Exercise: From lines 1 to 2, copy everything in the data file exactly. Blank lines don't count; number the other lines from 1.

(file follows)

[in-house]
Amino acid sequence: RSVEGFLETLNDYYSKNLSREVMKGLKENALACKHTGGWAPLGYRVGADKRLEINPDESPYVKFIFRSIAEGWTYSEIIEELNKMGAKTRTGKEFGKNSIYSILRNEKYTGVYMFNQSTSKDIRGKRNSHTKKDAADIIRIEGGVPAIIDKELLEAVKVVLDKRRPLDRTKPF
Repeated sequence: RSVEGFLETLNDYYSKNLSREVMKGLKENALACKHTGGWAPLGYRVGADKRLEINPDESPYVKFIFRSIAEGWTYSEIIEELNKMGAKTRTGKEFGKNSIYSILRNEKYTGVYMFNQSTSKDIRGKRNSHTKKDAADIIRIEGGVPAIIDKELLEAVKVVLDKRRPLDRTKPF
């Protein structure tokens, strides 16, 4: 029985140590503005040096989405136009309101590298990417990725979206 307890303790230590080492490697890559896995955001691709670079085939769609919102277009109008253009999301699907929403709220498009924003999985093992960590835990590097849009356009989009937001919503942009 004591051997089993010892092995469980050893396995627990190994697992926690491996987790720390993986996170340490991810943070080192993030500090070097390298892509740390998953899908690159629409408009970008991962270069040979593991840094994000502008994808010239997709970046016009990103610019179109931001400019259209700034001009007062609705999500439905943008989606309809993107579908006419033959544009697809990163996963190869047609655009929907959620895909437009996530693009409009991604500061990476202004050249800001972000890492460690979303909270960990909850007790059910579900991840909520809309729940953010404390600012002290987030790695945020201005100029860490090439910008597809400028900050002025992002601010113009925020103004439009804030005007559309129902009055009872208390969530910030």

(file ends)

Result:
[in-house]
Amino acid sequence: RSVEGFLETLNDYYSKNLSREVMKGLKENALACKHTGGWAPLGYRVGADKRLEINPDESPYVKFIFRSIAEGWTYSEIIEELNKMGAKTRTGKEFGKNSIYSILRNEKYTGVYMFNQSTSKDIRGKRNSHTKKDAADIIRIEGGVPAIIDKELLEAVKVVLDKRRPLDRTKPF